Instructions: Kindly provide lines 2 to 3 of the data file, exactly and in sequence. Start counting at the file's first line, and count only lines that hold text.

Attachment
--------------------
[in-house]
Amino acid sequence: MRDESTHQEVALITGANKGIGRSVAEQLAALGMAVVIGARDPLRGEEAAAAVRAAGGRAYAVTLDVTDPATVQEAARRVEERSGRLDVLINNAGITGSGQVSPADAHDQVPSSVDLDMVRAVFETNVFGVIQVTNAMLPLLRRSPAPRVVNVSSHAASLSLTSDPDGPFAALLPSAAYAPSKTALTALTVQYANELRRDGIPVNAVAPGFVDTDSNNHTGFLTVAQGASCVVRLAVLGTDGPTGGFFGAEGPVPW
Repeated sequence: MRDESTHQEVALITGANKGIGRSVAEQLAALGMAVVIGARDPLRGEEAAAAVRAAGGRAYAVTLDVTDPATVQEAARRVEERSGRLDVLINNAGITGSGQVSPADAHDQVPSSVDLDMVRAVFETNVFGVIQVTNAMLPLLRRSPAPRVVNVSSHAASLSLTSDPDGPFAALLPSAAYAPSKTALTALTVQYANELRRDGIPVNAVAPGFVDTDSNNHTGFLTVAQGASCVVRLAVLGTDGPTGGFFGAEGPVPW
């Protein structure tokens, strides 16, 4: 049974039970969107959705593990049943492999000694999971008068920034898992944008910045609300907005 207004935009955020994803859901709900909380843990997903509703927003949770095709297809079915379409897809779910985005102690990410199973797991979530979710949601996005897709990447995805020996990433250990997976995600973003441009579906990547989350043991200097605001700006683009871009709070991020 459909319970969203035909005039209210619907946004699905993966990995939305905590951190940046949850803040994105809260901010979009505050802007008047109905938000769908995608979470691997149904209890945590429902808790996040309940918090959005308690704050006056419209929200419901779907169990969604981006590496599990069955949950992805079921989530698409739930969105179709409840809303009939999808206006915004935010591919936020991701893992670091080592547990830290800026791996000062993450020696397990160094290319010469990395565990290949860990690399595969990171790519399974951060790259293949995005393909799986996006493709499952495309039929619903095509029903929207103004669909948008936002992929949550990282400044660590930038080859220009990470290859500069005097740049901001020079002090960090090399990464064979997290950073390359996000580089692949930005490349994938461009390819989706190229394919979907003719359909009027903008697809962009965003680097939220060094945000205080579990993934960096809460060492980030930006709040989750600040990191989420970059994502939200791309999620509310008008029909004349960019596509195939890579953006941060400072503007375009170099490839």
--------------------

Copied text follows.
Amino acid sequence: MRDESTHQEVALITGANKGIGRSVAEQLAALGMAVVIGARDPLRGEEAAAAVRAAGGRAYAVTLDVTDPATVQEAARRVEERSGRLDVLINNAGITGSGQVSPADAHDQVPSSVDLDMVRAVFETNVFGVIQVTNAMLPLLRRSPAPRVVNVSSHAASLSLTSDPDGPFAALLPSAAYAPSKTALTALTVQYANELRRDGIPVNAVAPGFVDTDSNNHTGFLTVAQGASCVVRLAVLGTDGPTGGFFGAEGPVPW
Repeated sequence: MRDESTHQEVALITGANKGIGRSVAEQLAALGMAVVIGARDPLRGEEAAAAVRAAGGRAYAVTLDVTDPATVQEAARRVEERSGRLDVLINNAGITGSGQVSPADAHDQVPSSVDLDMVRAVFETNVFGVIQVTNAMLPLLRRSPAPRVVNVSSHAASLSLTSDPDGPFAALLPSAAYAPSKTALTALTVQYANELRRDGIPVNAVAPGFVDTDSNNHTGFLTVAQGASCVVRLAVLGTDGPTGGFFGAEGPVPW